Discursivity and Transcendental Idealism

Chapter
Part of the The New Synthese Historical Library book series (SYNL, volume 66)

Abstract

A fundamental tenet of Kant’s critical philosophy is that human cognition has two stems, sensibility and understanding. This is stressed early on in the Critique of Pure Reason 1 and never lost sight of. The understanding thinks by means of concepts, but in order for us to obtain cognition there must be some independent source of representations that give us access to objects, so that the concepts can be applied to something.

Keywords

Intuitive Understanding Pure Reason Human Understanding Regulative Principle Transcendental Idealism 
These keywords were added by machine and not by the authors. This process is experimental and the keywords may be updated as the learning algorithm improves.

Notes

Acknowledgments

I am indebted to the participants at the conference on Kant’s Transcendental Logic and Idealism in Amsterdam 2008, and especially to Dennis Schulting for very helpful comments.

References

  1. Allison, H. 2004. Kant’s Transcendental Idealism. An Interpretation and Defense. Revised & Enlarged edition. New Haven and London: Yale University Press.Google Scholar
  2. Ameriks, K. 2001. ‘Kant and Short Arguments to Humility’. In P. Cicovacki (ed.), Kant’s Legacy: Essays in Honor of Lewis White Beck. Rochester: University of Rochester Press, pp. 167–194.Google Scholar
  3. Anderson, R. L. 2005. ‘The Wolffian Paradigm and its Discontent: Kant’s Containment Definition of Analyticity in Historical Context’. Archiv für Geschichte der Philosophie 87: 22–74.CrossRefGoogle Scholar
  4. Apel, M. 1923. Kommentar zu Kants Prolegomena. Zweite, vervollständigte Auflage. Leipzig: Meiner.Google Scholar
  5. Förster, E. 2002. ‘Die Bedeutung von §§76, 77 der Kritik der Urteilskraft für die Entwicklung der nachkantischen Philosophie, Teil 1’. Zeitschrift für philosophische Forschung 56: 169–190.Google Scholar
  6. Friebe, C. 2008. ‘Kant’s Ontology of Organisms’. In L. Illetterati and F. Michelini (eds.), Purpose: Between Nature and Intention. Frankfurt am Main: Ontos Verlag, pp. 59–74.Google Scholar
  7. Hegel, G.W.F. 1968. Gesammelte Werke. Band 4: Jenaer kritische Schriften. Ed. H. Buchner and O. Pöggeler. Hamburg: Meiner.Google Scholar
  8. Kant, I. 1997. Critique of Pure Reason. Trans. and ed. P. Guyer and A. Wood. Cambridge: Cambridge University Press.Google Scholar
  9. Kant, I. 2000. Critique of the Power of Judgment. Ed. P. Guyer and trans. P. Guyer and E. Matthews. Cambridge: Cambridge University Press.Google Scholar
  10. Kant, I. 2003. Theoretical Philosophy 1755–1770. Trans. and ed. D. Walford. Cambridge: Cambridge University Press.Google Scholar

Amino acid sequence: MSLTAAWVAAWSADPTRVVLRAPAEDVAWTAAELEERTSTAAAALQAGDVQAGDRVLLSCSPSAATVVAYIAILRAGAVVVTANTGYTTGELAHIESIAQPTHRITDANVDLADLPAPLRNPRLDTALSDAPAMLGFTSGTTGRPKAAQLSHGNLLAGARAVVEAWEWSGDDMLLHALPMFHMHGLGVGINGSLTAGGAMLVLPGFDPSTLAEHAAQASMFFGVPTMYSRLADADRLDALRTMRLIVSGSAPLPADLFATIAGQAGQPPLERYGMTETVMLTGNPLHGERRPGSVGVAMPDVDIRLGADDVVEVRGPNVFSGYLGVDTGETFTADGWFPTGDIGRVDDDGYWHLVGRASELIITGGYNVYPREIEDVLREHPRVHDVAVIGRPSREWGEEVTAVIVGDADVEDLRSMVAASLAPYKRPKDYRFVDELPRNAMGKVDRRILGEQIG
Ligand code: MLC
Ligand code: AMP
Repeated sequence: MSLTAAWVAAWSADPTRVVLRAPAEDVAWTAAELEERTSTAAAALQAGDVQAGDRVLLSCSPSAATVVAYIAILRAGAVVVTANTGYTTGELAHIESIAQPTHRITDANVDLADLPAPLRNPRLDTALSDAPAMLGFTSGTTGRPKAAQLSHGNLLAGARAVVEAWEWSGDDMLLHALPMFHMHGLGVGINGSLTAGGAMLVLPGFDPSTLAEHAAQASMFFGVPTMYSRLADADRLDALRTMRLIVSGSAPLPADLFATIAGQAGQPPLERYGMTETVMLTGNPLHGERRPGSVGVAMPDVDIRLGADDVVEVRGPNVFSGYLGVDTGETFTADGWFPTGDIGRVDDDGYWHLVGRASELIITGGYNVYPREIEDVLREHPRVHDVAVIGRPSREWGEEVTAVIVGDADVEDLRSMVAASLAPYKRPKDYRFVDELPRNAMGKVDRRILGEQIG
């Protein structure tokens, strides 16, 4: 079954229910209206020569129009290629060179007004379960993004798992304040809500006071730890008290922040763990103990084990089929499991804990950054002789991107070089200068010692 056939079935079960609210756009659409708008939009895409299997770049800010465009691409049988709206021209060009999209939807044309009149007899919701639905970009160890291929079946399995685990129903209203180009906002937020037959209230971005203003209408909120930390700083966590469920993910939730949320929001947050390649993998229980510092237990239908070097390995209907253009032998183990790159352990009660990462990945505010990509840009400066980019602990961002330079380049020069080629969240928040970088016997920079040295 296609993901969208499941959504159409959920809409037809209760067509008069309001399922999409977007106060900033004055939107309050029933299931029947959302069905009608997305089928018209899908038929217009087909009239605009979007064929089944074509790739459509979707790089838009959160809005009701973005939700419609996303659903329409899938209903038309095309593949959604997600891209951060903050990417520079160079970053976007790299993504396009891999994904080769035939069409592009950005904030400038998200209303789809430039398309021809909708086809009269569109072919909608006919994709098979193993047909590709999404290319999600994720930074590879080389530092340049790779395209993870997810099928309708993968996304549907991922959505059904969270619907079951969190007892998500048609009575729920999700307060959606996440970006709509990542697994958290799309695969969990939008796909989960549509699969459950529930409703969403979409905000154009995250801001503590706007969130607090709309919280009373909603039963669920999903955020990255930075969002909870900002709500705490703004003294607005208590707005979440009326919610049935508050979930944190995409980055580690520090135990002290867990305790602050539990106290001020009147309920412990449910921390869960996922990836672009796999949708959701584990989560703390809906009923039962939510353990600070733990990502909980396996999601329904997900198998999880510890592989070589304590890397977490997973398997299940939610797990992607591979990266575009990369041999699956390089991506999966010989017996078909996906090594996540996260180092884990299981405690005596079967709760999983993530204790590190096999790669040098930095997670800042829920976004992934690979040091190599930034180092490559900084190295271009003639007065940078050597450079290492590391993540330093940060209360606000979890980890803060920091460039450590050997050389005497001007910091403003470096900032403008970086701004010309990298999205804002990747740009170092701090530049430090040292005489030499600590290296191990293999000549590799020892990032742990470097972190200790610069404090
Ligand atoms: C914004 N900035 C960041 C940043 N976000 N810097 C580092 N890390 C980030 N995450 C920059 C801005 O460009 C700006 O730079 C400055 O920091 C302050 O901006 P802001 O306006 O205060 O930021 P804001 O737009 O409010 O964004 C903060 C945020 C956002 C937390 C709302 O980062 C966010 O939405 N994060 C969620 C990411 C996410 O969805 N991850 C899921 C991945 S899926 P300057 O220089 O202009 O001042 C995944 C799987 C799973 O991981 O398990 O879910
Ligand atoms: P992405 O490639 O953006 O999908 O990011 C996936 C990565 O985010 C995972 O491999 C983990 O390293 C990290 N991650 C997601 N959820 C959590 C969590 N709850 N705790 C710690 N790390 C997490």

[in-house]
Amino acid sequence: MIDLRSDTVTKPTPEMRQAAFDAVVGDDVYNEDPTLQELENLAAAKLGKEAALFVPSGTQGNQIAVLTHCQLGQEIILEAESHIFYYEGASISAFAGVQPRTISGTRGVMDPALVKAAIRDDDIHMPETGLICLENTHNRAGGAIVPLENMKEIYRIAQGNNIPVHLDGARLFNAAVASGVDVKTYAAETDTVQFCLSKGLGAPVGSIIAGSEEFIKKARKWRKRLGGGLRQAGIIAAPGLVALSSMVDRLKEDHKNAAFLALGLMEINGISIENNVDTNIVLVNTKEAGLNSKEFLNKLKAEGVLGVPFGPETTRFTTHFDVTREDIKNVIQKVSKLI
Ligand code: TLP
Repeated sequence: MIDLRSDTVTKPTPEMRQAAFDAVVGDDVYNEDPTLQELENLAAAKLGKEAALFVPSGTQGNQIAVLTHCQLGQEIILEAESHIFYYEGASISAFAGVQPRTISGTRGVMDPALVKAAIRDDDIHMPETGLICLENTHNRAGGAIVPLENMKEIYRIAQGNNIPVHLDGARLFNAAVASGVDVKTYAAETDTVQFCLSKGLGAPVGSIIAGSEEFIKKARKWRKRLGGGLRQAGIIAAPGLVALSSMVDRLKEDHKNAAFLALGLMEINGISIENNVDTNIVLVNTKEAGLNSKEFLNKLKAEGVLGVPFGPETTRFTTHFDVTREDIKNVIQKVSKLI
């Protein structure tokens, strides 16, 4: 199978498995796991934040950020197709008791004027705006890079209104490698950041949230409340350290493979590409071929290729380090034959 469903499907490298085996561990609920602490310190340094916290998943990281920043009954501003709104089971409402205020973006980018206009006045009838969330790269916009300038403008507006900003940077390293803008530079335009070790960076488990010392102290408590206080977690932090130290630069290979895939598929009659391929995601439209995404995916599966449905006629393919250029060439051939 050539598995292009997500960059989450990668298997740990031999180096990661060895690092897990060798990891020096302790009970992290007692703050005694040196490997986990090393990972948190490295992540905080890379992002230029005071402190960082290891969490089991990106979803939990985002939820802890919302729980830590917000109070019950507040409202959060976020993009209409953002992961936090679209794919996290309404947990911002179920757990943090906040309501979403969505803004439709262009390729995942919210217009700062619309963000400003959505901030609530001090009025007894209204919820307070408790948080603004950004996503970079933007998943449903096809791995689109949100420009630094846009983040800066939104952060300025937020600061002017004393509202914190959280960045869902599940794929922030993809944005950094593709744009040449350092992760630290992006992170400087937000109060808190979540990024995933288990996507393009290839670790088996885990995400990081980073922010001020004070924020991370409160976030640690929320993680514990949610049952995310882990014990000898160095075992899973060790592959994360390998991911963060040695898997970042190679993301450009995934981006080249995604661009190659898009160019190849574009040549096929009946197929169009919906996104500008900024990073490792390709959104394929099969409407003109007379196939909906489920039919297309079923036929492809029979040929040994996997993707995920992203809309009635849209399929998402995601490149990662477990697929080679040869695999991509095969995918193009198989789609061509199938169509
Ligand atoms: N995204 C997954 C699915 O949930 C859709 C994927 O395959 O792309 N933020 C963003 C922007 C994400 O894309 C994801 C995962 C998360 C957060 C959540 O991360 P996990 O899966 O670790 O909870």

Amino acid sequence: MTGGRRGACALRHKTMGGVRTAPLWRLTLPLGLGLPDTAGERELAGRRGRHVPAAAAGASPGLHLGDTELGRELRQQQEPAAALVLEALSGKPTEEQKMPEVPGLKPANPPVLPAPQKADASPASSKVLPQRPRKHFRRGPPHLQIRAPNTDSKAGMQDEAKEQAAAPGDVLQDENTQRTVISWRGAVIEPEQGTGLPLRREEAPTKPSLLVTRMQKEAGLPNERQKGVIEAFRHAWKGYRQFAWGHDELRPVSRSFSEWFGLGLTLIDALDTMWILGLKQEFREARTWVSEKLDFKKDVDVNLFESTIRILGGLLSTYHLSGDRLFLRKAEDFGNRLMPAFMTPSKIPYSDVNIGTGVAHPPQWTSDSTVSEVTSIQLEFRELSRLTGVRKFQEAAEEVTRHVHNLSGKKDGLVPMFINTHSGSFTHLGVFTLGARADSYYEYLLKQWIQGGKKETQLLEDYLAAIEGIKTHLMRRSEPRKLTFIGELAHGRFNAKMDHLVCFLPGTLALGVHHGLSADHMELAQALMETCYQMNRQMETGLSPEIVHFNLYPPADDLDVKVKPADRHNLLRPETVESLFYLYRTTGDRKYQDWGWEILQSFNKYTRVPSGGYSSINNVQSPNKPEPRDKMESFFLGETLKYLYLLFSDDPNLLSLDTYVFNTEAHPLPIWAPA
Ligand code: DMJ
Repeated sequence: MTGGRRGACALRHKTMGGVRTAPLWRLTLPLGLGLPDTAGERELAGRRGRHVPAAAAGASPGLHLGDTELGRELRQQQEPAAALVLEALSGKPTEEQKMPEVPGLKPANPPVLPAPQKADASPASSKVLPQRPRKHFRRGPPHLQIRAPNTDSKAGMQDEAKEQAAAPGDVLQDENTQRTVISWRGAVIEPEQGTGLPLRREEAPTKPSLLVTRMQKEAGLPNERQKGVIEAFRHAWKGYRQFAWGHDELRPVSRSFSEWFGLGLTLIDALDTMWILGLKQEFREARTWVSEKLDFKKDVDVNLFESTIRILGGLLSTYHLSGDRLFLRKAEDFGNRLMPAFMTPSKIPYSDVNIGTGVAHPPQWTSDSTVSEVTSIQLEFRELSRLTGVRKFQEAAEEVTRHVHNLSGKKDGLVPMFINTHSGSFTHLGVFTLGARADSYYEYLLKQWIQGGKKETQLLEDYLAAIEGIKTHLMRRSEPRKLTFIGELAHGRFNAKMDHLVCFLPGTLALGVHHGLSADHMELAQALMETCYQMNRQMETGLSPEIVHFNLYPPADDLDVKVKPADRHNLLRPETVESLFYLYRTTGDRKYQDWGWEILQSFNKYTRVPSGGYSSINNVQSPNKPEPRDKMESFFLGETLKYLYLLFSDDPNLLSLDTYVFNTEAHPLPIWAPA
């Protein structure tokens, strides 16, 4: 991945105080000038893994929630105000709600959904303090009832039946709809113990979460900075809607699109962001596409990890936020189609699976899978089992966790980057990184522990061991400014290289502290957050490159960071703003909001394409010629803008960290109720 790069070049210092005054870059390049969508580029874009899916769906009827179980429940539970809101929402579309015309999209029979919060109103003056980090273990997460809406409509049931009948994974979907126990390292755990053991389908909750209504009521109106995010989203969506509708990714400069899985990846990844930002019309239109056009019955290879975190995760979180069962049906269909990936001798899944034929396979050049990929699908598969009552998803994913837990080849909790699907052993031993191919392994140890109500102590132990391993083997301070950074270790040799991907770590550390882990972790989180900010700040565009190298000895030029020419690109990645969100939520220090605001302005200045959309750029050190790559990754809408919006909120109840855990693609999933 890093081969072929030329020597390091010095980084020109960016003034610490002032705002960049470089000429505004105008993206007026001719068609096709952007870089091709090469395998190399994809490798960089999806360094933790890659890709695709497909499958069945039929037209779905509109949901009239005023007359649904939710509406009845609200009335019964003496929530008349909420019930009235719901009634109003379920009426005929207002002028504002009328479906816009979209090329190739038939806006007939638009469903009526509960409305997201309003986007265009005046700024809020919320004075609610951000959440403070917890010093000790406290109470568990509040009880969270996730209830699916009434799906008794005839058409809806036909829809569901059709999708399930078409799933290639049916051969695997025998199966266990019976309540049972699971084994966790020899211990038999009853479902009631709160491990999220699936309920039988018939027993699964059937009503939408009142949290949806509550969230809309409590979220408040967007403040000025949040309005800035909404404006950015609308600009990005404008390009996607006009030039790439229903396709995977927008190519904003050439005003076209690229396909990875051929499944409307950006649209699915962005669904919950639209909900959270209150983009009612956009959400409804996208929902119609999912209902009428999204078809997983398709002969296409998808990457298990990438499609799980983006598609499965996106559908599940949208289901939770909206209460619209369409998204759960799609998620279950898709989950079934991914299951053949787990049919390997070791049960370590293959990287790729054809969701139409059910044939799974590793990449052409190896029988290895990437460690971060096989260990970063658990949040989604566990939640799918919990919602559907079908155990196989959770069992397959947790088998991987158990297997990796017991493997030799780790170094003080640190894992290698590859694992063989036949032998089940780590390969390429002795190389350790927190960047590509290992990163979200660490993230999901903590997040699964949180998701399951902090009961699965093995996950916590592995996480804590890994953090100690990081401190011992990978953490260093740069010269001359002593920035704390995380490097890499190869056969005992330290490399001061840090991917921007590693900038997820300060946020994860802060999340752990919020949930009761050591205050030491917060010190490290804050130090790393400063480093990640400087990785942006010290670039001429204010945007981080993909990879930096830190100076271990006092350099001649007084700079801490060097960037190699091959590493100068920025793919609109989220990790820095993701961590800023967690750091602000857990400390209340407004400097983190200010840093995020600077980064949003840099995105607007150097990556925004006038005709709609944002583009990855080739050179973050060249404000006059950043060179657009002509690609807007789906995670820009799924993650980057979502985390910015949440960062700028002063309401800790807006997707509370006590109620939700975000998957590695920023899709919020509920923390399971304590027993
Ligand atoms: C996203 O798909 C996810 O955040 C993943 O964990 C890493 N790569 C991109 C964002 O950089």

11. Kant, I. 2004. Prolegomena to Any Future Metaphysics. Revised edition. Trans. and ed. G. Hatfield. Cambridge: Cambridge University Press.Google Scholar
  12. Kemp Smith, N. 2003 [1923]. A Commentary to Kant’s Critique of Pure Reason. New York: Palgrave Macmillan.CrossRefGoogle Scholar
  13. Kjosavik, F. 2009. ‘Kant on Geometrical Intuition and the Foundations of Mathematics’. Kant-Studien 100: 1–27.CrossRefGoogle Scholar
  14. Longuenesse, B. 1998. Kant and the Capacity to Judge. Princeton: Princeton University Press.Google Scholar
  15. Longuenesse, B. 2000. ‘Point of View of Man or Knowledge of God: Kant and Hegel on Concept, Judgment, and Reason’. In S. Sedgwick (ed.), The Reception of Kant’s Critical Philosophy. Cambridge: Cambridge University Press, pp. 253–282.CrossRefGoogle Scholar
  16. McLaughlin, P. 1990. Kant’s Critique of Teleology in Biological Explanation. Lewiston, NY: Edwin Mellen Press.Google Scholar
  17. Quarfood, M. 2004. Transcendental Idealism and the Organism. Stockholm: Almqvist & Wiksell.Google Scholar
  18. Radner, M. 1998. ‘Unlocking the Second Antinomy: Kant and Wolff’. Journal of the History of Philosophy 36: 413–441.Google Scholar
  19. Rang, B. 1993. ‘Zweckmässigkeit, Zweckursächlichkeit und Ganzheitlichkeit in der organischen Natur’. Philosophisches Jahrbuch 100: 39–71.Google Scholar
  20. Schelling, F. W. J. 1907. Werke, vol. 1. Leipzig: Fritz Eckardt Verlag.Google Scholar
  21. Serck-Hanssen, C. and E. Emilsson 2004. ‘Kant and Plato’. Sats 5: 71–82.CrossRefGoogle Scholar
  22. Van Cleve, J. 1999. Problems from Kant. New York: Oxford University Press.Google Scholar
  23. Westphal, K. 2000. ‘Kant, Hegel, and the Fate of “the” Intuitive Intellect’. In S. Sedgwick (ed.), The Reception of Kant’s Critical Philosophy. Cambridge: Cambridge University Press, pp. 283–305.CrossRefGoogle Scholar

Copyright information

© Springer Science+Business Media B.V. 2010

Authors and Affiliations

  1. 1.Department of PhilosophyUniversity of UppsalaUppsalaSweden

Personalised recommendations